“As Oregonians, we have a responsibility to support those who are resisting these movements and struggling for real democratic control of their communities,” says Jessica Campbell, Rural Organizing Project Co-Director and contributing author. “Rural Oregonians want healthy and vibrant communities where everyone can live their lives fully with safety and dignity, and that isn’t possible when those who have the most guns get to intimidate their political opponents into silence.”
Up In Arms also documents how the Patriot movement takes advantage of the collapse of the rural Oregon economy and funding cuts. University of Oregon professors Dan HoSang and Steve Beda describe how local tax revolts cut vital county services such as 911 response and public libraries from rural areas as stable jobs in the logging, ranching, and mining industries —as well as federal subsidies—have evaporated. The Patriot movement steps in to provide its own alternative policing and emergency responses as a means to gain traction in these forgotten communities.
Providing alternatives for communities being targeted for Patriot movement recruitment is extremely important. Jessica Campbell of Rural Organizing Project offers strategies for how community members can break out of a sense of isolation, form a group, and speak out with their own vision of what the community should look like. The toolkit’s case studies of effective community resistance from five Oregon counties show how residents can successfully counter Patriot movement messaging and intimidation, and help build inclusive and egalitarian communities.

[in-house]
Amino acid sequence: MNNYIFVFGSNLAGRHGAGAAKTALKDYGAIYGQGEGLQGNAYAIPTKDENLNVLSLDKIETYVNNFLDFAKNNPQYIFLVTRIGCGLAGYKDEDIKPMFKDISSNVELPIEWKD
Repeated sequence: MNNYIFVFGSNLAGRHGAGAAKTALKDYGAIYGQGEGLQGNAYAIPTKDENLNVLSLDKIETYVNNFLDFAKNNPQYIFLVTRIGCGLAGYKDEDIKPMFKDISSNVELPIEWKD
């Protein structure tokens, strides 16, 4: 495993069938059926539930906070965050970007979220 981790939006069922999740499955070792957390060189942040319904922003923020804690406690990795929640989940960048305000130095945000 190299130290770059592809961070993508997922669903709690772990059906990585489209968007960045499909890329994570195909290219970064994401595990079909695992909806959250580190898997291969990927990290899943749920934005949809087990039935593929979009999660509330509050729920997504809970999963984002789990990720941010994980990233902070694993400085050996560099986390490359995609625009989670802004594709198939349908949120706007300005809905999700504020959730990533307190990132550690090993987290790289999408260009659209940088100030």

About Political Research Associates: Massachusetts-based Political Research Associates (PRA) is a 35-year-old think tank that researches and exposes movements, institutions, and ideologies that undermine human rights. PRA is devoted to supporting movements that are building a more just and inclusive democratic society.
About the Rural Organizing Project: The Rural Organizing Project (ROP) is a statewide organization of locally-based groups that work to create communities accountable to a standard of human dignity: the belief in the equal worth of all people, the need for equal access to justice and the right to self-determination. Founded in 1992, ROP’s challenges to the anti-democratic right have earned ROP a national reputation as an effective grassroots organization that takes on the hard issues.
Available for interview:
Spencer Sunshine, Ph.D, PRA associate fellow, is a researcher, writer, and activist who tracks the Patriot movement, fascist and white nationalist organizing, and left/right crossover movements.
Tarso Luís Ramos, executive director of PRA, has been researching the U.S. Right for 25 years. Throughout the 1990s, Ramos worked in multiple western states to counteract anti-environmental, militia, anti-LGBT and other organized threats to social justice.
Jessica Campbell and Cara Shufelt, Co-directors of Rural Organizing Project.